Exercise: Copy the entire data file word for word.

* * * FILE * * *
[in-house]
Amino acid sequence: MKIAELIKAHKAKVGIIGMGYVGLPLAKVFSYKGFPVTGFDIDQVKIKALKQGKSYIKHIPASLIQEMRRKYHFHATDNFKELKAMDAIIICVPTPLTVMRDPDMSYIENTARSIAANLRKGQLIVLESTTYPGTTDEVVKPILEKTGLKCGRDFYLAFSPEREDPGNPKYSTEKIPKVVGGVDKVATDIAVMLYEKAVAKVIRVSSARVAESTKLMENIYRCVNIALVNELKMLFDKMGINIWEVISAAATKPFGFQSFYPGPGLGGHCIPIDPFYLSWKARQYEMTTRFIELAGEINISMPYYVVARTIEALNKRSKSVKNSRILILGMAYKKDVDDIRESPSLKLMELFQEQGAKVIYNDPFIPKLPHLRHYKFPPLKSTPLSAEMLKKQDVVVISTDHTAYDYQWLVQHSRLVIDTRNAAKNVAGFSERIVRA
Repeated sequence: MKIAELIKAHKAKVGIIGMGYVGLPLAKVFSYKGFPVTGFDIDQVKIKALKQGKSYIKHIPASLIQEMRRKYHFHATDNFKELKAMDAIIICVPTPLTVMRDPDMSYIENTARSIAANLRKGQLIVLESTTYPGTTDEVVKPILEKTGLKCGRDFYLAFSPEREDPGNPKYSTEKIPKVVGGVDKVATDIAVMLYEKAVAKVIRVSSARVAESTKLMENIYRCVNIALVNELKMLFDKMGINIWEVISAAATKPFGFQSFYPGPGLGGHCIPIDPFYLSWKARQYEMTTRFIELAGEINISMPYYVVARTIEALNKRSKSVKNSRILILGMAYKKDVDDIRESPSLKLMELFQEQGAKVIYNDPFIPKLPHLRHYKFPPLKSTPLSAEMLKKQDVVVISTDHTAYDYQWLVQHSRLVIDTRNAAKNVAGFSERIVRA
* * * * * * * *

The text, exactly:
[in-house]
Amino acid sequence: MKIAELIKAHKAKVGIIGMGYVGLPLAKVFSYKGFPVTGFDIDQVKIKALKQGKSYIKHIPASLIQEMRRKYHFHATDNFKELKAMDAIIICVPTPLTVMRDPDMSYIENTARSIAANLRKGQLIVLESTTYPGTTDEVVKPILEKTGLKCGRDFYLAFSPEREDPGNPKYSTEKIPKVVGGVDKVATDIAVMLYEKAVAKVIRVSSARVAESTKLMENIYRCVNIALVNELKMLFDKMGINIWEVISAAATKPFGFQSFYPGPGLGGHCIPIDPFYLSWKARQYEMTTRFIELAGEINISMPYYVVARTIEALNKRSKSVKNSRILILGMAYKKDVDDIRESPSLKLMELFQEQGAKVIYNDPFIPKLPHLRHYKFPPLKSTPLSAEMLKKQDVVVISTDHTAYDYQWLVQHSRLVIDTRNAAKNVAGFSERIVRA
Repeated sequence: MKIAELIKAHKAKVGIIGMGYVGLPLAKVFSYKGFPVTGFDIDQVKIKALKQGKSYIKHIPASLIQEMRRKYHFHATDNFKELKAMDAIIICVPTPLTVMRDPDMSYIENTARSIAANLRKGQLIVLESTTYPGTTDEVVKPILEKTGLKCGRDFYLAFSPEREDPGNPKYSTEKIPKVVGGVDKVATDIAVMLYEKAVAKVIRVSSARVAESTKLMENIYRCVNIALVNELKMLFDKMGINIWEVISAAATKPFGFQSFYPGPGLGGHCIPIDPFYLSWKARQYEMTTRFIELAGEINISMPYYVVARTIEALNKRSKSVKNSRILILGMAYKKDVDDIRESPSLKLMELFQEQGAKVIYNDPFIPKLPHLRHYKFPPLKSTPLSAEMLKKQDVVVISTDHTAYDYQWLVQHSRLVIDTRNAAKNVAGFSERIVRA